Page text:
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After 16 Years, Afghanistan War Is 'At Best A Grinding Stalemate,' Journalist Says

A U.S. Army helicopter crew chief scans the ground near Mazar-e-Sharif, Afghanistan in June 2017.
Capt. Brian Harris
A U.S. Army helicopter crew chief scans the ground near Mazar-e-Sharif, Afghanistan in June 2017.

America's war in Afghanistan is the longest war the U.S. has ever fought. Beginning a month after the terrorist attacks of Sept. 11, 2001, the initial mission was to remove the Taliban from power and destroy the al-Qaida terror network. Now, nearly 17 years later, Pulitzer Prize-winning journalist Steve Coll points out that the war's goals have changed.

"The objective is not a grand peace ceremony on some grand aircraft carrier," Coll says. "It's to reduce the violence in Afghanistan, to reduce the suffering of innocents in Kabul, to support the constitutional government that we invested in after Sept. 11 so heavily in money and in American lives and sacrifices on the battlefield."

Coll's new book, Directorate S: The C.I.A. and America's Secret Wars in Afghanistan and Pakistan, is a follow-up to his Pulitzer Prize-winning Ghost Wars, which documented U.S. involvement in the region starting with the 1979 Soviet invasion of Afghanistan until Sept. 10, 2001.

The new book — whose title is taken from the name of the Pakistani spy wing providing covert support to the Taliban — chronicles U.S. efforts in Afghanistan and Pakistan since Sept. 11, 2001. Coll warns that an end to the war is not in sight.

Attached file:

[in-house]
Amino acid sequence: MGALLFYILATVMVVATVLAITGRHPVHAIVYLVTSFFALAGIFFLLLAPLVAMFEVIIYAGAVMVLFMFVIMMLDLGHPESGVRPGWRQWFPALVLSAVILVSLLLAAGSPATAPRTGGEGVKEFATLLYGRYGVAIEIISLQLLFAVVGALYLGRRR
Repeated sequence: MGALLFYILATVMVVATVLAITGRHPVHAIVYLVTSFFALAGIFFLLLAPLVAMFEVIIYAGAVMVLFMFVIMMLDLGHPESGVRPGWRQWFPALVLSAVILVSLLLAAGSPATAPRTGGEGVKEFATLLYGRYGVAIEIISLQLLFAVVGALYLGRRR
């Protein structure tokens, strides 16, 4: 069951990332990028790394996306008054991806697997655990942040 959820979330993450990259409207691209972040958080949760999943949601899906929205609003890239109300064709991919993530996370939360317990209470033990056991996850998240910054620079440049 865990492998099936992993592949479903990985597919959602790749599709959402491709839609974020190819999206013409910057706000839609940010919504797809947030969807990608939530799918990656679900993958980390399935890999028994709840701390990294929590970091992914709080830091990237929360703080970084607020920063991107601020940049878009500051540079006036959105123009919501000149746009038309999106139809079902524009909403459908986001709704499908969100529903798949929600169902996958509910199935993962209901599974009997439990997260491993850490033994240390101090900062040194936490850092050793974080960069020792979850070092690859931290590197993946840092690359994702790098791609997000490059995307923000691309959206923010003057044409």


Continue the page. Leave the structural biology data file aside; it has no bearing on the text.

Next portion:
"Most of the generals ... say in public, 'There's no military solution to this war,'" Coll says. "This is at best a grinding stalemate. And yet, we prioritize military action at the expense of diplomacy, at the expense of negotiating."

Interview Highlights

On the current state of the war in Afghanistan

We're in a stalemate. We're in a muddle. We have something like 10,000 troops there, maybe growing a little higher over the next year or so.

There are actually two wars that we're fighting in Afghanistan, I'm not sure most Americans appreciate that. One is a direct combat war against remnants or elements of the Islamic State that have popped up in eastern Afghanistan. There President Obama initiated, and President Trump continued, a return to direct combat in Afghanistan, after previously, at the end of 2014, saying we were done with the war.

The second war is the one that we transitioned to in 2014, which is to advise and assist the Afghan security forces — the Afghan army and police — in their combat against the Taliban, an indigenous Afghan movement that we're all too familiar with after all these years, which controls significant swaths of the Afghan countryside.

So our muddled war policy is that we're directly at war with the Islamic State, but we're not directly at war with the Taliban, except to the extent that we're supporting Afghan forces. But what that means as a practical matter is that we're their air force; we have the planes. So when the Afghan forces need bombs dropped on Taliban positions, that's generally us doing the bombing. The number of bombs that we've been dropping on Afghanistan has increased significantly in 2017 over the year before.